“Greyboy: Finding Blackness in a White World” isn’t the only project that the “Grown-ish” star is currently working on.
The US-Iranian actress and activist is also producing a new single-camera comedy series, titled “Smoakland,” for Freeform via her production company 7th Sun.
The rising star and her mother announced the launch of their new production company in July and signed an exclusive overall deal with ABC Studios which will see them develop television projects for streaming, cable and broadcast platforms.
In the Iron Throne’s shadow: Arabs reflect on ‘Game of Thrones’ 10 years on
Middle Eastern fans look back on 10 years of a show that changed pop culture forever
Updated 17 April 2021
RIYADH: Whether you loved it or hated it, followed it casually or watched every episode twice, chances are you’ve at least heard of the HBO smash hit series “Game of Thrones.” The eight-season fantasy epic, which began 10 years ago today, has secured its place in pop culture history as one of the most famous TV shows of all time.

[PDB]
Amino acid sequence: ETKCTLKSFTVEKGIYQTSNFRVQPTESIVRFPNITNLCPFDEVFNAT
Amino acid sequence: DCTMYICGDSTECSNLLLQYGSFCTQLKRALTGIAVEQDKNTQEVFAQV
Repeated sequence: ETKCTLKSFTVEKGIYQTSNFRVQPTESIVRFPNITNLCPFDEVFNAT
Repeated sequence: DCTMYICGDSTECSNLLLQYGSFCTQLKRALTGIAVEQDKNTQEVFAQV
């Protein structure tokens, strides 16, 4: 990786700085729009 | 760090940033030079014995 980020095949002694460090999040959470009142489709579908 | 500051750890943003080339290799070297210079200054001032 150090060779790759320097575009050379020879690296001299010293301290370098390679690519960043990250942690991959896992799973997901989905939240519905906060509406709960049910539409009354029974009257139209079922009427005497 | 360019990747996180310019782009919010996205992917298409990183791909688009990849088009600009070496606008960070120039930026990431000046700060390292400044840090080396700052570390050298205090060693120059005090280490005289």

The adaptation of George R. R. Martin’s A Song of Ice and Fire novels, the show began on April 17, 2011, to an audience of eager fans. Over the course of its run, the show has garnered 160 Emmy nominations, taking home 59 of them, making it one of the most successful shows in history.
Najla Hussam, an avid fantasy fan who cited Martin as one of her favorite authors, told Arab News that the show provided a way for her to bond with her father, who started reading A Song of Ice and Fire when the first volume was published in 1996.